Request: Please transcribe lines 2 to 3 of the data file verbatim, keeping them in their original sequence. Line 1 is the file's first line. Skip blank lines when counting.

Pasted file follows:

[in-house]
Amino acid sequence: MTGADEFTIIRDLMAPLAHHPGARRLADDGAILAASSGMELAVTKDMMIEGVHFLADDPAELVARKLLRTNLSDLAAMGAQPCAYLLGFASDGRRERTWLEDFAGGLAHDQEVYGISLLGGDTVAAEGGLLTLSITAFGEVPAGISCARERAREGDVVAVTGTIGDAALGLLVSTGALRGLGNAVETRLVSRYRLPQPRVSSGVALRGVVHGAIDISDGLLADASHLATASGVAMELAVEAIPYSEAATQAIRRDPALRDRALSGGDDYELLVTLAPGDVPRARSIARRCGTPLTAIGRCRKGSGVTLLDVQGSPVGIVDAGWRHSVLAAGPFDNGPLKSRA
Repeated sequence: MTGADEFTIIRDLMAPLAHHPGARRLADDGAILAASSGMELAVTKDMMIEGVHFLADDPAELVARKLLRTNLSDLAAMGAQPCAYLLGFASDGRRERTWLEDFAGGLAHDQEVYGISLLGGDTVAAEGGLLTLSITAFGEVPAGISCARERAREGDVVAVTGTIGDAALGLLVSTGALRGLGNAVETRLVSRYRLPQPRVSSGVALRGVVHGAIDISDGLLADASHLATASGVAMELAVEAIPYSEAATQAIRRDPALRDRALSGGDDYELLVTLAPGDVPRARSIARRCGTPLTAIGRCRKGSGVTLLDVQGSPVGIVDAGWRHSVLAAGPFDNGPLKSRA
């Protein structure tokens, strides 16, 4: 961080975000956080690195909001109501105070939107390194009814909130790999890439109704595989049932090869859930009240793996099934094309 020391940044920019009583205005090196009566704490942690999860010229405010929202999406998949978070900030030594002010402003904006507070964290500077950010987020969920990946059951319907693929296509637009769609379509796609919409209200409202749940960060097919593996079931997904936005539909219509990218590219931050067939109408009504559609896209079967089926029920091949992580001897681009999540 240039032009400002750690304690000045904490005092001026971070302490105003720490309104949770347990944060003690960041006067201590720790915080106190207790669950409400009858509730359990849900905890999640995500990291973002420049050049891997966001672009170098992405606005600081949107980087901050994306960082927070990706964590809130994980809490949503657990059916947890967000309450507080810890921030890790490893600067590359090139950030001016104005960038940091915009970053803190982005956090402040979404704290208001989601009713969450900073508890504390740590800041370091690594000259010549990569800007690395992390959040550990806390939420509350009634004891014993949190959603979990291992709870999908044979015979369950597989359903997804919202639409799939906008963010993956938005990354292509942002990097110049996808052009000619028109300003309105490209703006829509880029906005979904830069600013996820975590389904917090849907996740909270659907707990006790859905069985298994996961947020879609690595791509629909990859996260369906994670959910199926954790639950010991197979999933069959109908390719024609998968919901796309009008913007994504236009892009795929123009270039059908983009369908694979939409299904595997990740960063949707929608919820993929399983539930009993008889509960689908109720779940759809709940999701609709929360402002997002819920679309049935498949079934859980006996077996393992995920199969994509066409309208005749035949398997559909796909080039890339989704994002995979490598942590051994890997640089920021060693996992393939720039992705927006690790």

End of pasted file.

Amino acid sequence: MTGADEFTIIRDLMAPLAHHPGARRLADDGAILAASSGMELAVTKDMMIEGVHFLADDPAELVARKLLRTNLSDLAAMGAQPCAYLLGFASDGRRERTWLEDFAGGLAHDQEVYGISLLGGDTVAAEGGLLTLSITAFGEVPAGISCARERAREGDVVAVTGTIGDAALGLLVSTGALRGLGNAVETRLVSRYRLPQPRVSSGVALRGVVHGAIDISDGLLADASHLATASGVAMELAVEAIPYSEAATQAIRRDPALRDRALSGGDDYELLVTLAPGDVPRARSIARRCGTPLTAIGRCRKGSGVTLLDVQGSPVGIVDAGWRHSVLAAGPFDNGPLKSRA
Repeated sequence: MTGADEFTIIRDLMAPLAHHPGARRLADDGAILAASSGMELAVTKDMMIEGVHFLADDPAELVARKLLRTNLSDLAAMGAQPCAYLLGFASDGRRERTWLEDFAGGLAHDQEVYGISLLGGDTVAAEGGLLTLSITAFGEVPAGISCARERAREGDVVAVTGTIGDAALGLLVSTGALRGLGNAVETRLVSRYRLPQPRVSSGVALRGVVHGAIDISDGLLADASHLATASGVAMELAVEAIPYSEAATQAIRRDPALRDRALSGGDDYELLVTLAPGDVPRARSIARRCGTPLTAIGRCRKGSGVTLLDVQGSPVGIVDAGWRHSVLAAGPFDNGPLKSRA